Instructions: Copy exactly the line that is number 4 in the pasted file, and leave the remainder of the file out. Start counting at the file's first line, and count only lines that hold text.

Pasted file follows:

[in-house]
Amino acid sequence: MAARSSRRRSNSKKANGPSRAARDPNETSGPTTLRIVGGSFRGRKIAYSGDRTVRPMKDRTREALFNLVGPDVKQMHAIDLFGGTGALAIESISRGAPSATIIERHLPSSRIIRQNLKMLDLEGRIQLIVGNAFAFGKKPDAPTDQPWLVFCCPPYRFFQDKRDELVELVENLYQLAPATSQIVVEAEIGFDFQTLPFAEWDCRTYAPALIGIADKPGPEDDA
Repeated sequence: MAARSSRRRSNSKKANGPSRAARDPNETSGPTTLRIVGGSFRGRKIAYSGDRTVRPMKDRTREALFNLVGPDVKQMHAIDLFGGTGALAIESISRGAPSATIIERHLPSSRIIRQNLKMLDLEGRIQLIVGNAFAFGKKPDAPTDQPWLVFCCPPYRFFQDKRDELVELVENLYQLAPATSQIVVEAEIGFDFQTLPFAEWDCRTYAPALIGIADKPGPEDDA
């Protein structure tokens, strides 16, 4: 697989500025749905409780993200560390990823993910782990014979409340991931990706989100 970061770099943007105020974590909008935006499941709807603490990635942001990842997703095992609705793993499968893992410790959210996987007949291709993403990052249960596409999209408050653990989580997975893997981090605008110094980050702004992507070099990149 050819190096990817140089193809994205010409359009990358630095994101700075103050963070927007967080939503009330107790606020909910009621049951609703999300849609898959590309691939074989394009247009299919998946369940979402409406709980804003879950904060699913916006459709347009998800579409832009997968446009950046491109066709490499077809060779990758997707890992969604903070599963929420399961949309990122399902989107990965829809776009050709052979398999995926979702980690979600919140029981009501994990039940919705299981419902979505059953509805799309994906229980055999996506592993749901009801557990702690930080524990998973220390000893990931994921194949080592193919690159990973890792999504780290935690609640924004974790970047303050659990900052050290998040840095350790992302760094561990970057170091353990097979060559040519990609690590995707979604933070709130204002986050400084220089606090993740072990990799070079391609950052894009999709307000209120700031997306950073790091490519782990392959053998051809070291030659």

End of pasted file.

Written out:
């Protein structure tokens, strides 16, 4: 697989500025749905409780993200560390990823993910782990014979409340991931990706989100 970061770099943007105020974590909008935006499941709807603490990635942001990842997703095992609705793993499968893992410790959210996987007949291709993403990052249960596409999209408050653990989580997975893997981090605008110094980050702004992507070099990149 050819190096990817140089193809994205010409359009990358630095994101700075103050963070927007967080939503009330107790606020909910009621049951609703999300849609898959590309691939074989394009247009299919998946369940979402409406709980804003879950904060699913916006459709347009998800579409832009997968446009950046491109066709490499077809060779990758997707890992969604903070599963929420399961949309990122399902989107990965829809776009050709052979398999995926979702980690979600919140029981009501994990039940919705299981419902979505059953509805799309994906229980055999996506592993749901009801557990702690930080524990998973220390000893990931994921194949080592193919690159990973890792999504780290935690609640924004974790970047303050659990900052050290998040840095350790992302760094561990970057170091353990097979060559040519990609690590995707979604933070709130204002986050400084220089606090993740072990990799070079391609950052894009999709307000209120700031997306950073790091490519782990392959053998051809070291030659």